Have you heard of the DASH diet?
You probably have if you've been diagnosed with high blood pressure. It stands for “Dietary Approaches to Stop Hypertension”. It should be called the “politically correct/keep-you-sick” diet.
I first heard of it when my friend, Sue, sent me this e-mail.
“Kelly, can you comment on the article below? I believe so much of what you and others who share your philosophy say, but how do I reconcile it with the following?”
The article she referred to has since been taken down.
It talked about a study showing how the DASH diet helped people lower their blood pressure.
This was my first clue to be cautious:
In addition to being recommended by your physician, DASH is also endorsed by:
- The National Heart, Lung, and Blood Institute (one of the National Institutes of Health, of the US Department of Health and Human Services)
- The American Heart Association (AHA)
- The 2015 Dietary Guidelines for Americans
- US guidelines for treatment of high blood pressure
- The 2011 AHA Treatment Guidelines for Women
- The Mayo Clinic
When all of those organizations give it a thumbs up, in most cases you should do the exact opposite!
Here are details on the DASH diet…
“DASH is a flexible and balanced eating plan that helps create a heart-healthy eating style for life.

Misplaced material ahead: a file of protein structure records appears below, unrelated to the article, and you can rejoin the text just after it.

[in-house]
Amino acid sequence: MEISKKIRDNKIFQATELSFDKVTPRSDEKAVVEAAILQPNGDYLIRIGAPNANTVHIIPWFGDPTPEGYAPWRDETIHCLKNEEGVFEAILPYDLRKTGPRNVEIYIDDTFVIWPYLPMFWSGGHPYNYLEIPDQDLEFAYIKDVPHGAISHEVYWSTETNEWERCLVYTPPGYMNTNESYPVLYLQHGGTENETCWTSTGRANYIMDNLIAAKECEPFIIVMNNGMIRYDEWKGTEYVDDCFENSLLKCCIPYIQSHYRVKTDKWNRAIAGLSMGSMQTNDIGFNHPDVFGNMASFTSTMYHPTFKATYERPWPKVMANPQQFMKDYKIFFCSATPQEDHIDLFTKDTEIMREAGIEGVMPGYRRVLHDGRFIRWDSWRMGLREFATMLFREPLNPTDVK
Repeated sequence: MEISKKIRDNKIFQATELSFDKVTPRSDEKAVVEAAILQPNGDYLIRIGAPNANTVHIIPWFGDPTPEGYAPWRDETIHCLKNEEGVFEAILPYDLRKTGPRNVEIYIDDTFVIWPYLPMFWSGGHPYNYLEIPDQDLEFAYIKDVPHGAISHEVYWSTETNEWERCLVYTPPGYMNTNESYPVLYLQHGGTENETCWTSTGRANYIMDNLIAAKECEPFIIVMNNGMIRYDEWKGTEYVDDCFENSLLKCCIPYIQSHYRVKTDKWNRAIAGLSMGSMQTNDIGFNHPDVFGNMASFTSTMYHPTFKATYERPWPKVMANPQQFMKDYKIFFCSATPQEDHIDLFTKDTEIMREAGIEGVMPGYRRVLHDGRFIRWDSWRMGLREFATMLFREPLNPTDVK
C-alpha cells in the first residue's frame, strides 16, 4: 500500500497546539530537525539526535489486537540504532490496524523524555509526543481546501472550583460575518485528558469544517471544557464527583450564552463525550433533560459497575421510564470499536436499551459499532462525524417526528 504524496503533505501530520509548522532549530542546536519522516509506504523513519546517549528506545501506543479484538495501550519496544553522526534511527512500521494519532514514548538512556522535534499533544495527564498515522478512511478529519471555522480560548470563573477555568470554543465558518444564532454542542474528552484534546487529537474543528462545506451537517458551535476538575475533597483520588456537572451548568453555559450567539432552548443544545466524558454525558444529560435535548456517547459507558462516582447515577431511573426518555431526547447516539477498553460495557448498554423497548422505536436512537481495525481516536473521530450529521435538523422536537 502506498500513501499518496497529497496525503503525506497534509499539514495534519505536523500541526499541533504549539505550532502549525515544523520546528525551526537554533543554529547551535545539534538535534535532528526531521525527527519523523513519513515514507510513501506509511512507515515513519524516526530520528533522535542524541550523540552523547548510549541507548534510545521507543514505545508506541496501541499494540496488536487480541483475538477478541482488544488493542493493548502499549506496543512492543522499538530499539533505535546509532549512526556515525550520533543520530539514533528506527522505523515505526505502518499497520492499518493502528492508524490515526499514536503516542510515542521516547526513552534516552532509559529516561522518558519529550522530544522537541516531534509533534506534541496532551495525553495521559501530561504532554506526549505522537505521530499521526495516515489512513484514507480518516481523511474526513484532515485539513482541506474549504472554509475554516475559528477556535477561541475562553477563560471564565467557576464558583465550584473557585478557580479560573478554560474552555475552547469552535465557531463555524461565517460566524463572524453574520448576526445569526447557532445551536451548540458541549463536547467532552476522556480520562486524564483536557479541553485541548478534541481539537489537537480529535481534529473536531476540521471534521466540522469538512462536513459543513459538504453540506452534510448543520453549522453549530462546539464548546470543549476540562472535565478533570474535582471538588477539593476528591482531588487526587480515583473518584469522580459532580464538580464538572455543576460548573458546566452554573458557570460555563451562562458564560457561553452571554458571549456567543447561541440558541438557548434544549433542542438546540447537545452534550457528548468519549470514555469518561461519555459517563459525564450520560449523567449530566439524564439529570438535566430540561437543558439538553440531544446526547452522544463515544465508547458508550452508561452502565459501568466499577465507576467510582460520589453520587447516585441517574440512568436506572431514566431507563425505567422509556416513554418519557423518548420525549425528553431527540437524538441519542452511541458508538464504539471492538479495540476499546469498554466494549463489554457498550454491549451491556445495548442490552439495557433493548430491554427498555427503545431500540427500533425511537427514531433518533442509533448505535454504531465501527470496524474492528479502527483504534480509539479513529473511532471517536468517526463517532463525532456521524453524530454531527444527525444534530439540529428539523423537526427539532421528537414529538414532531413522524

The DASH diet eating plan requires no special foods and instead provides daily and weekly nutritional goals. This plan recommends:
- Eating vegetables, fruits, and whole grains
- Including fat-free or low-fat dairy products, fish, poultry, beans, nuts, and vegetable oils
- Limiting foods that are high in saturated fat, such as fatty meats, full-fat dairy products, and tropical oils such as coconut, palm kernel, and palm oils
- Limiting sugar-sweetened beverages and sweets.”
In case that's not bad enough, here are a couple of their recommendations in more detail:
Soft margarine, vegetable oil (such as canola, corn, olive, or safflower), low-fat mayonnaise, light salad dressing.
Fruit-flavored gelatin, fruit punch, hard candy, jelly, maple syrup, sorbet and ices, sugar sweets should be low in fat. Source: The D.A.S.H. diet from the National Heart Lung Blood Institute
I want to throw up reading about the DASH diet!
- Margarine? Vegetable oil? Low-fat dressings and mayo? Nooooo! These fats are what get and keep people sick! Why not healthy traditional fats that our bodies need?
- Fruit-flavored gelatin and fruit punch: unbelievable! Have their nutritionists ever read an ingredient label on one of those?!! It's loaded with fake chemical colors and flavors, high fructose corn syrup, and no real fruit for sure. Hard candy and store-bought jelly are similar. “Sugar sweets should be low in fat.” Wow. Obviously they have no idea how the healthy fats in desserts, like real whipped cream for example, actually helps to lower the glycemic index of the sweet they're eating, which slows down the insulin response! Here are some better options if you're going to eat sweets in moderation.